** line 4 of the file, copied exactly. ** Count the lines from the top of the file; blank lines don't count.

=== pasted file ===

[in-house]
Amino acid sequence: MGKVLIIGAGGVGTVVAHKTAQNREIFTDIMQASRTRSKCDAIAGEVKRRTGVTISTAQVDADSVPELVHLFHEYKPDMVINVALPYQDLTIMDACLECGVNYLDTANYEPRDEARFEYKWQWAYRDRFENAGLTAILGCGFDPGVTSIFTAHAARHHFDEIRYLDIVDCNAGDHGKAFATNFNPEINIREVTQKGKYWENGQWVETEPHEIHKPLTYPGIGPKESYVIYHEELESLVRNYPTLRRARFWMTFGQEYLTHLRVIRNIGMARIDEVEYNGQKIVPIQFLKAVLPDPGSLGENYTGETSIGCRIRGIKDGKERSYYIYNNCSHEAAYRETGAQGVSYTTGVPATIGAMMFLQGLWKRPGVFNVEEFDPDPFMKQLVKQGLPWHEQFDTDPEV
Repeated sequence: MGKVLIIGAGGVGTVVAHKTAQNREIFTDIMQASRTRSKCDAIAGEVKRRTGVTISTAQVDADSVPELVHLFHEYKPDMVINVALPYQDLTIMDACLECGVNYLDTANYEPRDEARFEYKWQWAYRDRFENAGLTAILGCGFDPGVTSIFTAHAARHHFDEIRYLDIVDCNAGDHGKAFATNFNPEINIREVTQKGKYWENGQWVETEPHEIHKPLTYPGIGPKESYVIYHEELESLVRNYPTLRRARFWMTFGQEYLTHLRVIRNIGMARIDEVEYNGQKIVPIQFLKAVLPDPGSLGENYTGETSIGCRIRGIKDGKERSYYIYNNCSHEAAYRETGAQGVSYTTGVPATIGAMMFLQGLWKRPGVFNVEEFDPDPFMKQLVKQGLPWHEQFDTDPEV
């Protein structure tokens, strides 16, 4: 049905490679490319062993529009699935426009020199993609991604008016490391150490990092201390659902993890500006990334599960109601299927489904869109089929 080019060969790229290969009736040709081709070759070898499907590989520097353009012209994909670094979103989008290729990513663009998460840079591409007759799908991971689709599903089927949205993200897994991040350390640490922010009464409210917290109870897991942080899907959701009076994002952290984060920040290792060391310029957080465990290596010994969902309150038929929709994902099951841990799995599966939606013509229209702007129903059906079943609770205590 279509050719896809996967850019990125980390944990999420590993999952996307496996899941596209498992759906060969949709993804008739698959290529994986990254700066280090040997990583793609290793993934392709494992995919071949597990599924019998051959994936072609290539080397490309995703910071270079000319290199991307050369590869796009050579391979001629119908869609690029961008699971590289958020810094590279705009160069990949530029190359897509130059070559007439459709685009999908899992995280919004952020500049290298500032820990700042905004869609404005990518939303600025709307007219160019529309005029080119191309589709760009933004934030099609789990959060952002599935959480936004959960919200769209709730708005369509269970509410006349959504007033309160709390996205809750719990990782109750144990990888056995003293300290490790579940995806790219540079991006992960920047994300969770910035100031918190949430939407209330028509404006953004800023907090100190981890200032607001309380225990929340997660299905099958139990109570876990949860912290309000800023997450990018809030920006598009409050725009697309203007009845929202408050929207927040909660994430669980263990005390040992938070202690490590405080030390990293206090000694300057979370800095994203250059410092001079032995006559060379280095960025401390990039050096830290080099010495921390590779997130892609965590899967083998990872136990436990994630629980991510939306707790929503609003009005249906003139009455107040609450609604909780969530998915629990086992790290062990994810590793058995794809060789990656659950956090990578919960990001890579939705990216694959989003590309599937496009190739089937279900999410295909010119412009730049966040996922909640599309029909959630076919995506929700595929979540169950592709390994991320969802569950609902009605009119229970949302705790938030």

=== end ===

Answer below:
């Protein structure tokens, strides 16, 4: 049905490679490319062993529009699935426009020199993609991604008016490391150490990092201390659902993890500006990334599960109601299927489904869109089929 080019060969790229290969009736040709081709070759070898499907590989520097353009012209994909670094979103989008290729990513663009998460840079591409007759799908991971689709599903089927949205993200897994991040350390640490922010009464409210917290109870897991942080899907959701009076994002952290984060920040290792060391310029957080465990290596010994969902309150038929929709994902099951841990799995599966939606013509229209702007129903059906079943609770205590 279509050719896809996967850019990125980390944990999420590993999952996307496996899941596209498992759906060969949709993804008739698959290529994986990254700066280090040997990583793609290793993934392709494992995919071949597990599924019998051959994936072609290539080397490309995703910071270079000319290199991307050369590869796009050579391979001629119908869609690029961008699971590289958020810094590279705009160069990949530029190359897509130059070559007439459709685009999908899992995280919004952020500049290298500032820990700042905004869609404005990518939303600025709307007219160019529309005029080119191309589709760009933004934030099609789990959060952002599935959480936004959960919200769209709730708005369509269970509410006349959504007033309160709390996205809750719990990782109750144990990888056995003293300290490790579940995806790219540079991006992960920047994300969770910035100031918190949430939407209330028509404006953004800023907090100190981890200032607001309380225990929340997660299905099958139990109570876990949860912290309000800023997450990018809030920006598009409050725009697309203007009845929202408050929207927040909660994430669980263990005390040992938070202690490590405080030390990293206090000694300057979370800095994203250059410092001079032995006559060379280095960025401390990039050096830290080099010495921390590779997130892609965590899967083998990872136990436990994630629980991510939306707790929503609003009005249906003139009455107040609450609604909780969530998915629990086992790290062990994810590793058995794809060789990656659950956090990578919960990001890579939705990216694959989003590309599937496009190739089937279900999410295909010119412009730049966040996922909640599309029909959630076919995506929700595929979540169950592709390994991320969802569950609902009605009119229970949302705790938030």